#18 winter solstice 2015

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I pour my self a cup of tea after my last dog walk of the night. I have been skirting the neighborhood my father lived in for 40 years. It is the part of town I associate with being a teenager and the shift to adulthood. The feel of the street is embedded in the arches of my feet, but the particulars of stores,  restaurants, and buildings are being revised. I am forging new experiences, drinking up different views and setting my compass at a different base with each recent visit. The dreams of what I think of as home can stay intact while I amend my sense of home with each changing day.

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"My recollections had a kind of intensity which betrayed the way that imagination and memory had fused, which is what happens, with our earliest memories-particularly when they concern places and people we can't revisit, times and realms left behind. My family left Tennessee, one of the many places we would leave, when I had just turned seven years old, and so everything about that life remained for me sealed away, as if in a sphere of its own, a set of memories and impressions unrevised by experience, uncorrected by time.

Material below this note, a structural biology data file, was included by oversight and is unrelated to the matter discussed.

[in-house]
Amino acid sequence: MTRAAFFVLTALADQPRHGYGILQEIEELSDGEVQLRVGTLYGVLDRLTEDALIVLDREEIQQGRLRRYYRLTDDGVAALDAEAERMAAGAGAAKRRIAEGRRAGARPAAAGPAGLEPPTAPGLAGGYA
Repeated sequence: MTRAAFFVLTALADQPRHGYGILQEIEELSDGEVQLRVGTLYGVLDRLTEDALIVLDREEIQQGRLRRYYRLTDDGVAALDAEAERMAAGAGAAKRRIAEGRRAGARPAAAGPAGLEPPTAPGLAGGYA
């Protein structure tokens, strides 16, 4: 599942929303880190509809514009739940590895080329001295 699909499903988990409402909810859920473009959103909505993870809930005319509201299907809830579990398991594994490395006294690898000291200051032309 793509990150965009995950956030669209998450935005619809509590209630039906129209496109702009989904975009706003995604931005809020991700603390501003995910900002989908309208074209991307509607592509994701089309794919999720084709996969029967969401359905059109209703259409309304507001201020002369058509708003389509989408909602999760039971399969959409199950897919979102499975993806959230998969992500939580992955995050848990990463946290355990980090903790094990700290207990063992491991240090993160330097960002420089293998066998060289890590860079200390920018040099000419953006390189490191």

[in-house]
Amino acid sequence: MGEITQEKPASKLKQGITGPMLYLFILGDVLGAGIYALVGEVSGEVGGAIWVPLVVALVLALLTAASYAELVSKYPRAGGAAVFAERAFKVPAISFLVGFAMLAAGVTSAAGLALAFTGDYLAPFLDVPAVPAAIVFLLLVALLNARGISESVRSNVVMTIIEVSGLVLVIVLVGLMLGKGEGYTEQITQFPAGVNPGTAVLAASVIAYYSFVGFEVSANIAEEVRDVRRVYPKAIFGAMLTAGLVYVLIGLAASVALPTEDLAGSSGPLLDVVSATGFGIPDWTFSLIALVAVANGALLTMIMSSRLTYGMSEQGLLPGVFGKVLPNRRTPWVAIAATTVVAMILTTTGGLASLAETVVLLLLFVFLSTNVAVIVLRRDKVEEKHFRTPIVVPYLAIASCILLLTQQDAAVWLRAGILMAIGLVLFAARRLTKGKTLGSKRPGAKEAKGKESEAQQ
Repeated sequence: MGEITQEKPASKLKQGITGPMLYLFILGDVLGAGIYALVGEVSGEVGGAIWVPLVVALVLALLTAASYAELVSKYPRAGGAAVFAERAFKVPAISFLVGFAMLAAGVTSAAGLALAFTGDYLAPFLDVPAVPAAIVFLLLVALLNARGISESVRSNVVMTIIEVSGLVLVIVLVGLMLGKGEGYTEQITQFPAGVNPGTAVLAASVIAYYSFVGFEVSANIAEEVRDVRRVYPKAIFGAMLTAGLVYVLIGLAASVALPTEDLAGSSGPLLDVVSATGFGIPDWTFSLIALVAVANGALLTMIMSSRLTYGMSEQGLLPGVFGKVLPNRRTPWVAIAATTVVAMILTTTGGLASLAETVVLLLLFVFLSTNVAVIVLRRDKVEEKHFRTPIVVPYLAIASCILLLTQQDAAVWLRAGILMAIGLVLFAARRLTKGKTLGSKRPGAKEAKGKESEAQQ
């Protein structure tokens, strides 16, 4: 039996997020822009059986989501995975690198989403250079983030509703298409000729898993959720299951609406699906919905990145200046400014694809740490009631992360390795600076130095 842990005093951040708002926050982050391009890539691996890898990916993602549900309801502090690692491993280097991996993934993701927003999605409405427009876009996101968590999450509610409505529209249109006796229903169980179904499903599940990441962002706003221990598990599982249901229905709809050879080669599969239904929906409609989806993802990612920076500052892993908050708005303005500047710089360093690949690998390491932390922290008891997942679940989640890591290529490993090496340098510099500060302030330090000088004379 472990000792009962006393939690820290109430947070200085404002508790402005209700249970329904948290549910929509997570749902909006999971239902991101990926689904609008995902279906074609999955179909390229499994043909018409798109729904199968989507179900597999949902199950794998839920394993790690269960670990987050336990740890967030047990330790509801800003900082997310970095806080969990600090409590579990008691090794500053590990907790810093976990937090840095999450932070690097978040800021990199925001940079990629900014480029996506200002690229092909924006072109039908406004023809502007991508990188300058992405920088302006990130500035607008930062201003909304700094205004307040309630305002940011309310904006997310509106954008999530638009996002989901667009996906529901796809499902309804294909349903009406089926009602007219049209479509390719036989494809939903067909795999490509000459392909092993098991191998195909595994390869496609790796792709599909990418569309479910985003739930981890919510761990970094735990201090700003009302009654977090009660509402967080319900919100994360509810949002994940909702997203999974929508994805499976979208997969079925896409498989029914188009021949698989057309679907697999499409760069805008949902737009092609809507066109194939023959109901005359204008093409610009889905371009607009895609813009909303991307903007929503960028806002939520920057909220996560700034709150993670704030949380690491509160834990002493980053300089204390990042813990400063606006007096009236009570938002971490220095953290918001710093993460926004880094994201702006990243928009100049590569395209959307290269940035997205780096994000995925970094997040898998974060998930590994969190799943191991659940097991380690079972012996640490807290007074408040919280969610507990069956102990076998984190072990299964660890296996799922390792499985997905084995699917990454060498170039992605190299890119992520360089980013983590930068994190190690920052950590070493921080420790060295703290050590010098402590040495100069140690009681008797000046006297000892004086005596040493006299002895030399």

Unrevised? Well, in a way. Ask someone who's lived in the same house all of his [or her] life what that house is like, and you'll get the adult's perspective, the point of view of now. But when you've left a house years ago, it only changes in your memory, and those changes are different-subtler, dreamier, [...] Memory erases the rooms which didn't matter; locations of feeling become intensified, larger. The dream of the past becomes a deeper dream."

Mark Doty, from "Return to Sender: Memory, Betrayal, and Memoir," The Writer's Chronicle (vol. 38, no. 2, October/November 2005)

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